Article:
A really good friend who knows me demanded to know how I could say “yes” to doing one more thing. “You can’t possibly have time,” he stated. I explained that I did have time because I observe “white space” on my calendar. You ask, “What is white space?”
White space is simply unscheduled blocks of time on a calendar. These calendar spaces are not filled with activities or appointments. Let me say this another way: white space is unscheduled time. Or maybe this works for you: white space is calendar time that is not filled with whatever it is that keeps you busy.
White space is respite from the rat race that life can become, mental health time, time to do “other than” what you normally schedule. Take a nap. Play with your toddler. Walk hand-in-hand with your spouse in the park. Read that new book. White space can be the time we need to do what is important “right now.”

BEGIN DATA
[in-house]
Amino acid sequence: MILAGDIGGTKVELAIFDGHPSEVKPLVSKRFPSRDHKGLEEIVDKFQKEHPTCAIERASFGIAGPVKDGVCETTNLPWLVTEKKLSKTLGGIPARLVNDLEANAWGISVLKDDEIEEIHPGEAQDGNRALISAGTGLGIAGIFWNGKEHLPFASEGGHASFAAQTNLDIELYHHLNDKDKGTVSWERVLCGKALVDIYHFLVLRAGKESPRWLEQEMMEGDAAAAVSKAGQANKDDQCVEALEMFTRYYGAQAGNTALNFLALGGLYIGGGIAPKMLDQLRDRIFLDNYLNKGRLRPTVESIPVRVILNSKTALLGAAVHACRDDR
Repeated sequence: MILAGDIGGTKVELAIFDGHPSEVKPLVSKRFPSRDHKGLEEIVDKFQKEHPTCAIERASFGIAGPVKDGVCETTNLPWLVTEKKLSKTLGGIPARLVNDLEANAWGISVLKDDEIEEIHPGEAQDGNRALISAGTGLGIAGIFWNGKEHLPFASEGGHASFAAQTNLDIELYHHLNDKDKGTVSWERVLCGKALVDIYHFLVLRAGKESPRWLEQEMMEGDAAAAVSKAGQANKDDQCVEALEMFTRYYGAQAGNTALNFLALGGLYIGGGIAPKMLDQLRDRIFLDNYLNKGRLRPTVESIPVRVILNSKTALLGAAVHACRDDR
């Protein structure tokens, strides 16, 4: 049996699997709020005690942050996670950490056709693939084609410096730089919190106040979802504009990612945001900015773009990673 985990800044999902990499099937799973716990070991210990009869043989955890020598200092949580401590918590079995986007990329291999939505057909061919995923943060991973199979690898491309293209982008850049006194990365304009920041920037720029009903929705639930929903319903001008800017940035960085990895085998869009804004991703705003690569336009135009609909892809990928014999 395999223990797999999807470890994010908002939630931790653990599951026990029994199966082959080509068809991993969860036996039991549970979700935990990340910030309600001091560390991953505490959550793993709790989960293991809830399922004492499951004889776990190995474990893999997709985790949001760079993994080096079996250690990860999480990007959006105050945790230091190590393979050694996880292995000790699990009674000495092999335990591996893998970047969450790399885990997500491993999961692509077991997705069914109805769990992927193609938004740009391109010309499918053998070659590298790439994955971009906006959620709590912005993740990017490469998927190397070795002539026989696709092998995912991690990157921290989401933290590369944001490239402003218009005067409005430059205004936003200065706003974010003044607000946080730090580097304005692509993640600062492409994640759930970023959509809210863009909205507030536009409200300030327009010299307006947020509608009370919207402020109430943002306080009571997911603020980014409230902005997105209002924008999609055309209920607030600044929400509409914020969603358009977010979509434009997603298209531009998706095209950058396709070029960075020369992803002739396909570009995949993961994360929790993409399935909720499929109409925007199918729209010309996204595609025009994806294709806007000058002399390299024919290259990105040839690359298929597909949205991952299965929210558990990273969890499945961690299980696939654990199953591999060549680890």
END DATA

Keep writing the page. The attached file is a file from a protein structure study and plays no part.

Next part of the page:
“Right now” can be overwhelming for the person who has squeezed something into every moment of every day of every week. One more thing—an emergency or just an invite to have fun—can simply be too much. White space is the answer.
Jesus said: “Come to me, all you who are weary and burdened, and I will give you rest. Take my yoke upon you and learn from me, for I am gentle and humble in heart, and you will find rest for your souls. For my yoke is easy and my burden is light.” (Matthew 11:28-30 NIV)
I know Jesus understood white space. White space accommodated his escapes to hang out with the Father. White space, on his walk to the Cross, allowed Jesus to chat with religious leaders, heal the sick, raise the dead, walk through grain fields with his disciples. White space garnished his busy, mission-driven life.
We are all a lot less “together” than Jesus. Maybe you and I need more white space in our lives. Go ahead; get out your eraser (or techno stylus) and make some white space on your calendar.
Les Cool is the lead pastor of Grace Evangelical Congregational Church in Akron (Pa.) and the Kingdom Extension Associate of the Evangelical Congregational Church. This is the first of two posts by Les Cool. To go to the second post, click on "Busy, But Not Hurried."